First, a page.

What is Date Night Dining?
In a nutshell, this column is all about food in Chattanooga. I will take people out for dinner and lunch dates at various restaurants in the Chattanooga region. It is not meant to be a review per se, but an account of a one-time experience at a restaurant.
For this week’s column, I met local marketing specialist Charlie Milburn (@charliemilburn) for lunch at the relatively new Mrs. B’s Reggae Café at 3103 Broad St. The restaurant features the flavors of the island of Jamaica. Didn’t they have a bobsled team once?
In the building formerly occupied by Soup’s On, the smell of curry chicken and Jamaican spices is a welcome change from the pimento cheese and tomato smells of yore. "No frills" is an apt description of the interior. However, I’m sometimes strangely consoled by a simple setup; it makes me believe more effort is going into the food they’re serving. The ordering process involves waiting in a line at the counter. The menu features the word "jerk" a lot: jerk chicken, jerk pork, jerk burger. But it also has vegetable curry and a dish called "reggae pasta," a vegetarian noodle dish with Jamaican spices. You can even get curried goat meat on Fridays and Saturdays. Charlie and I ordered our meals—including a crème brûlée for dessert—and made our way to one of the tables. We sat and waited while drinking our Jamaican sodas. Life was good in the moment. I was salivating so much that I kept dabbing the spittle from my mouth. Charlie noticed, I think, but didn’t say anything. The restaurant is open Tuesday through Saturday at 10 a.m.
Charlie first heard of Ms. B’s the same way one hears about most things: "I found it on Facebook," he said. Chattanooga, to our knowledge, has no other authentic Jamaican restaurants. Charlie and his wife honeymooned in Jamaica, so his fondness for this cuisine resonates with those memories. I have never honeymooned in Jamaica, so I trust Charlie when he tells me that Mrs. B’s is as "authentic as a Jamaican restaurant on South Broad Street, Chattanooga, Tennessee, can be." Fair enough.
I had a delicious Jamaican ginger beer while Charlie drank a Ting, which contained sediments of grapefruit pulp. Charlie was slightly disappointed the restaurant was out of a callaloo, but he understood, considering how the dish would need to be imported. Our server was Matt, although I would consider his role as more of a food runner. There isn’t much interaction once the food is ordered and paid for. Once again, the lack of Jamaican-themed art and music was surprising. I expected bright colors, calypso music and a festive environment. Currently, the restaurant is going through the early stages of opening, and I’m sure they’ll ramp up the Jamaican theme once settled.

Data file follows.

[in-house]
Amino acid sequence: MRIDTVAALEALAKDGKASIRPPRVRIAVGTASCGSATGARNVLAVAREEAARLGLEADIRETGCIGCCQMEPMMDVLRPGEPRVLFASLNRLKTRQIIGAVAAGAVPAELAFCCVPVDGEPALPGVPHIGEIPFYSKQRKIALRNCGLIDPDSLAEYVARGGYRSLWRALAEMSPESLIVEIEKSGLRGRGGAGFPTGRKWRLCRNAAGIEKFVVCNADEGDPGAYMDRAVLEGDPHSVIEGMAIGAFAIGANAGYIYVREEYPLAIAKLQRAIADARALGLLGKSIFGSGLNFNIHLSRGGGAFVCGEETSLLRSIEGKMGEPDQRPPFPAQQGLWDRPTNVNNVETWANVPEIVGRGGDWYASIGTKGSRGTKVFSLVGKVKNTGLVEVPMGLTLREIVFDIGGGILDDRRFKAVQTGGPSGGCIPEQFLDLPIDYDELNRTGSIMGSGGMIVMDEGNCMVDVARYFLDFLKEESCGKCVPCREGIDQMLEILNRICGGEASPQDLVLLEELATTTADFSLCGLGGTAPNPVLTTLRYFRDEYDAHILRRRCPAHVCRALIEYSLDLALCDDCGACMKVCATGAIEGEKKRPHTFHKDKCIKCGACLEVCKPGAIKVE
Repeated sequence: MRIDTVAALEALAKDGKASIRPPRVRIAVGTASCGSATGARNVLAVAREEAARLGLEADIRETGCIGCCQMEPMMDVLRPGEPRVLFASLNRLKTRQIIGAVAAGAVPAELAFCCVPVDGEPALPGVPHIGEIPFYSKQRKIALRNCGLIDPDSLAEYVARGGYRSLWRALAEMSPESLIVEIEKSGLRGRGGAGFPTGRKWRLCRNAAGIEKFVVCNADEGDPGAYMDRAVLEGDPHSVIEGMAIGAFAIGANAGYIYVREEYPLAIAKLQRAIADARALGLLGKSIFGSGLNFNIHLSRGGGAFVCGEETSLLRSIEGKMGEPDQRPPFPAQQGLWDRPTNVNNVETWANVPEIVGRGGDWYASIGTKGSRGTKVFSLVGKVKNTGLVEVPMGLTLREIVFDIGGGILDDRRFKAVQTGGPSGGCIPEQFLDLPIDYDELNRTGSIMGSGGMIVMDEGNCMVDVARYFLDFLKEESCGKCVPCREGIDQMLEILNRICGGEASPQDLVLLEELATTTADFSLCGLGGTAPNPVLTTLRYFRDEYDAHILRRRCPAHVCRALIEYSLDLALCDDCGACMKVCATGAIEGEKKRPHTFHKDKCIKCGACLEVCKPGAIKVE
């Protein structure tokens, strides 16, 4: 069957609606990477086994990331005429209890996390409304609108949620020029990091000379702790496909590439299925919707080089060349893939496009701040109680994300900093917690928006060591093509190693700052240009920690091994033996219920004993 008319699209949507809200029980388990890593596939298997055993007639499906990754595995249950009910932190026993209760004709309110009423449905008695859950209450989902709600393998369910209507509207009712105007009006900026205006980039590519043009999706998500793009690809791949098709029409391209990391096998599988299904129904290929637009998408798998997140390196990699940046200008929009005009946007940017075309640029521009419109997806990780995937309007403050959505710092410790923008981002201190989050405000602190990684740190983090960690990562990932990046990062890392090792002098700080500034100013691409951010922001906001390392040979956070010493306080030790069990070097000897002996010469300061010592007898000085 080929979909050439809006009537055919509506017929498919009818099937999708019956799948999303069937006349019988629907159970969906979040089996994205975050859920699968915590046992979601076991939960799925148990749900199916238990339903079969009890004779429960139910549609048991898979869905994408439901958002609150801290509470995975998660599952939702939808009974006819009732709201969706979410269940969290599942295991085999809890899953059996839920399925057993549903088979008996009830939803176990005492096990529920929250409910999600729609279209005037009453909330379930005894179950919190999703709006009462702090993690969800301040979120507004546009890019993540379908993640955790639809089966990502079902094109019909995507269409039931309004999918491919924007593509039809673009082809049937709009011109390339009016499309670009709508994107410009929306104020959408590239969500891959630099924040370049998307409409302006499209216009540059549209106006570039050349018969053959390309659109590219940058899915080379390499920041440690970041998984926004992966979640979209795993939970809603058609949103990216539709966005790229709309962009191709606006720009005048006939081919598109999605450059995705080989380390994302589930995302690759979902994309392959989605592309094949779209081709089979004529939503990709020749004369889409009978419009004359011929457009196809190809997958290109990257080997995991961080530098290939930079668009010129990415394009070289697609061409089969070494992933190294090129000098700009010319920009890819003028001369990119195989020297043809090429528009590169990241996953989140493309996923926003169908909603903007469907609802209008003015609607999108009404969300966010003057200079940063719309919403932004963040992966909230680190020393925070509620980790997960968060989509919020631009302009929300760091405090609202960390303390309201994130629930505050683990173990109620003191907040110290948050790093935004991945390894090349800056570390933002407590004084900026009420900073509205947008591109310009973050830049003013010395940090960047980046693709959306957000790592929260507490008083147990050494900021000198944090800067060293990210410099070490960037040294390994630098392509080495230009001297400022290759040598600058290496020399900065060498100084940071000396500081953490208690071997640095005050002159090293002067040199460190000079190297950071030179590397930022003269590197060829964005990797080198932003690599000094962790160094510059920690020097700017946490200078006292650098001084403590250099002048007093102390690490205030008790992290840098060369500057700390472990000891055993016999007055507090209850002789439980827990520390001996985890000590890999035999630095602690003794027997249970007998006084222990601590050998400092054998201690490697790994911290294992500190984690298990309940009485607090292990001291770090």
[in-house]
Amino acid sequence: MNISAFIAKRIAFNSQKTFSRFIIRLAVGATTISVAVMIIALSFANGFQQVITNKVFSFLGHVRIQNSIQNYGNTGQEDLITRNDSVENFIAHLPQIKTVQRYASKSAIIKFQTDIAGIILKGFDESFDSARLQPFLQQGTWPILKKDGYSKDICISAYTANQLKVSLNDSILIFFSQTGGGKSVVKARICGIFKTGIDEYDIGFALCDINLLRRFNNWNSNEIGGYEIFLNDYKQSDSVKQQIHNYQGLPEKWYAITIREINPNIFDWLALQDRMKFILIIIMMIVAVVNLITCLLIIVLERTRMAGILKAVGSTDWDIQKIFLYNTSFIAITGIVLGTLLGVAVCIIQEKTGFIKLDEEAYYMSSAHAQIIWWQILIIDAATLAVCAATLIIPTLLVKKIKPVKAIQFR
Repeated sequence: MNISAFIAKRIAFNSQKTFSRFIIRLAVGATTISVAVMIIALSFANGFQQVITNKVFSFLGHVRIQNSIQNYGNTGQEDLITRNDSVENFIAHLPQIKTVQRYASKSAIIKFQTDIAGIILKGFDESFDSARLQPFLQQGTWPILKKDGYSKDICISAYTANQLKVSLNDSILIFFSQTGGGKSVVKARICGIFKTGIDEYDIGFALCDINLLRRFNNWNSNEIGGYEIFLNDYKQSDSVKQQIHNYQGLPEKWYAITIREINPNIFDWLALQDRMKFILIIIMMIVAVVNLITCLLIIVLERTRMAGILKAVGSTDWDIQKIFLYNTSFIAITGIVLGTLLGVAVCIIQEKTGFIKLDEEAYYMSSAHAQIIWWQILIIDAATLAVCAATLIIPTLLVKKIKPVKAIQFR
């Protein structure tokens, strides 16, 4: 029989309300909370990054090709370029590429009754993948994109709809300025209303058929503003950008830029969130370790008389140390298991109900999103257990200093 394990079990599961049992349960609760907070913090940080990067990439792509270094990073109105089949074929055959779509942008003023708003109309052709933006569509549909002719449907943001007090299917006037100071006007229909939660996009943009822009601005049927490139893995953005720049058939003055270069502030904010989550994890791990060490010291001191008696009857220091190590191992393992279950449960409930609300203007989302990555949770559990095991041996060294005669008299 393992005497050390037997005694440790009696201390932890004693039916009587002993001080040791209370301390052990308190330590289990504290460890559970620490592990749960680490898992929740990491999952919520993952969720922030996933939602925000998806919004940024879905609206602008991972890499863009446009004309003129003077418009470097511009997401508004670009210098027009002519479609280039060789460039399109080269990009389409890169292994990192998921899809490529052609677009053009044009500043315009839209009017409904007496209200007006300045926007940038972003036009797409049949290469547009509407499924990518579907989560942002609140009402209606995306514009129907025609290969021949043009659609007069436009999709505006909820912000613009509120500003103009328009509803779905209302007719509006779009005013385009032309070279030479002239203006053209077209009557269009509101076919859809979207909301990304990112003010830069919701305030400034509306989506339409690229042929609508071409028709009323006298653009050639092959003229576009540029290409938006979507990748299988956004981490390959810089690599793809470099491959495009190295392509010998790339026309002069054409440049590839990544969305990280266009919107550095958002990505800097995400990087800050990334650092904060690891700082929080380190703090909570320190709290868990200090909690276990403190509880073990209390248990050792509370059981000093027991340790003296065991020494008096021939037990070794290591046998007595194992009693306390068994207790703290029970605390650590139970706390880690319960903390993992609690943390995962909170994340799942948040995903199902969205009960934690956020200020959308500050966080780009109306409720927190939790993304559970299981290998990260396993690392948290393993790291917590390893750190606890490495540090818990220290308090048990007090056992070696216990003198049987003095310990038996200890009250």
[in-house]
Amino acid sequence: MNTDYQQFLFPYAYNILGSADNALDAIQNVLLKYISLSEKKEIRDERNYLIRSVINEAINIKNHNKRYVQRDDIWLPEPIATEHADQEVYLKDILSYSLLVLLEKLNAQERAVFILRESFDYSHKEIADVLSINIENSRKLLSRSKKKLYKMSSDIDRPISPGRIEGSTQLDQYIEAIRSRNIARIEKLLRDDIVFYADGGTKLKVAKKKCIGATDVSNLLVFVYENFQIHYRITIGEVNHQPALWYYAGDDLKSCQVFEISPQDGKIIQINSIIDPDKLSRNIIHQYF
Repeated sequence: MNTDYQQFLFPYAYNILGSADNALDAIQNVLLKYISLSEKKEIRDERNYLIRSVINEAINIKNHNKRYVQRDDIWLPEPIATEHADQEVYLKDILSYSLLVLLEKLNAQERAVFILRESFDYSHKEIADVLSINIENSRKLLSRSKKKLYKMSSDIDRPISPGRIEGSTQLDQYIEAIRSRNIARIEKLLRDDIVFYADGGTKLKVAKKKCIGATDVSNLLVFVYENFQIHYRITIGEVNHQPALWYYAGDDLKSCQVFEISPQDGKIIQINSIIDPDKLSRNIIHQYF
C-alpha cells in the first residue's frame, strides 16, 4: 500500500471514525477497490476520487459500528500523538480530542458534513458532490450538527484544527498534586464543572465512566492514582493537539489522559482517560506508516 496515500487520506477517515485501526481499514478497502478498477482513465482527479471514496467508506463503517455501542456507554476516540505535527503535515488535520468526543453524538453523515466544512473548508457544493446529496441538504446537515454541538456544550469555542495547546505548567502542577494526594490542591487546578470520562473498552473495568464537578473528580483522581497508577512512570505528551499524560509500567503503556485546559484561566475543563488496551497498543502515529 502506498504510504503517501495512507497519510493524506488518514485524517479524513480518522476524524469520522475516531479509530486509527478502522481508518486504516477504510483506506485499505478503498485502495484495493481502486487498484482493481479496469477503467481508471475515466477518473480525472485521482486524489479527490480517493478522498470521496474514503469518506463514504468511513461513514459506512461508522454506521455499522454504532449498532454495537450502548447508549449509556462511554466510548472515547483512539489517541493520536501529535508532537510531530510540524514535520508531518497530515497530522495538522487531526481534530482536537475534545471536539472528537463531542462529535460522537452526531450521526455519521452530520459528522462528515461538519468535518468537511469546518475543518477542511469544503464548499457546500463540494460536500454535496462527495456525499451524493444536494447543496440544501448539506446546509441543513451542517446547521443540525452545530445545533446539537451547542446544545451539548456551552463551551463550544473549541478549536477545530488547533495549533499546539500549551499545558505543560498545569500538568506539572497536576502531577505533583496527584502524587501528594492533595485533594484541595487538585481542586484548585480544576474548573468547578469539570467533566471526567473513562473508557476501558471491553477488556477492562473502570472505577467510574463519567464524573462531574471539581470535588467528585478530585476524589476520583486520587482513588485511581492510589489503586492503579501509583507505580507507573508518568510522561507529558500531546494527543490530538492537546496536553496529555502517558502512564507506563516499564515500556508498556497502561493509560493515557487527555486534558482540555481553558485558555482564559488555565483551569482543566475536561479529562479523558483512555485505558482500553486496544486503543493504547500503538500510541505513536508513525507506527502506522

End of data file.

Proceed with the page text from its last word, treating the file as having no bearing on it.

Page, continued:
I was feeling a bit like a jerk (a criticism often hurled my way by women), so I ordered a dish of the "jerk" variety. I ordered a jerk pork/jerk chicken combo plate with "gungu," slaw and plantains. Charlie went with the curry chicken; plain rice; julienned vegetables with spice; and "festivals," a sort of fried bread log. Both the jerk pork and jerk chicken were mildly spiced and packed a tremendous amount of flavor. The gungu, a sort of mixed rice/bean dish, was a highlight for me. I was told the slaw would be "different," but it seemed fairly similar to every coleslaw I’ve had before. The plantains were perfectly cooked and seasoned. I was completely satisfied by my portion of the meal. Charlie tried the pork and called it an "interesting twist" on Southern barbecue. Charlie had zero complaints about his curry chicken, and he also ate every bite. I thought the curry chicken was delicious, but I much preferred the jerk seasoning.
Mrs. B is probably most famous for her "rum cake," which was unfortunately not offered on this day. Instead, we opted to split a crème brûlée, which I consider one of my favorite all-time desserts from any restaurant. This version was good, but I can’t help but think this would pale in comparison to the rum cake. Next time, I suppose.
Would we go back?
For me, Mrs. B’s Reggae Café is most definitely worth a return visit. The price—$44.56 with tip—was a little steep for an early week lunchtime meal. Each plate was almost $14, which doesn’t make it affordable as an "every day" kind of venture. We both look forward to return visits with the promise of authentic Blue Mountain coffee and more from the owners. With a little love and time, I think Mrs. B’s will become a staple on South Broad Street. As I write this a week after the meal, I find that familiar dribble starting again. I highly recommend, especially if you’re a patient person.
The opinions expressed in this column belong solely to the author, not Nooga.com or its employees.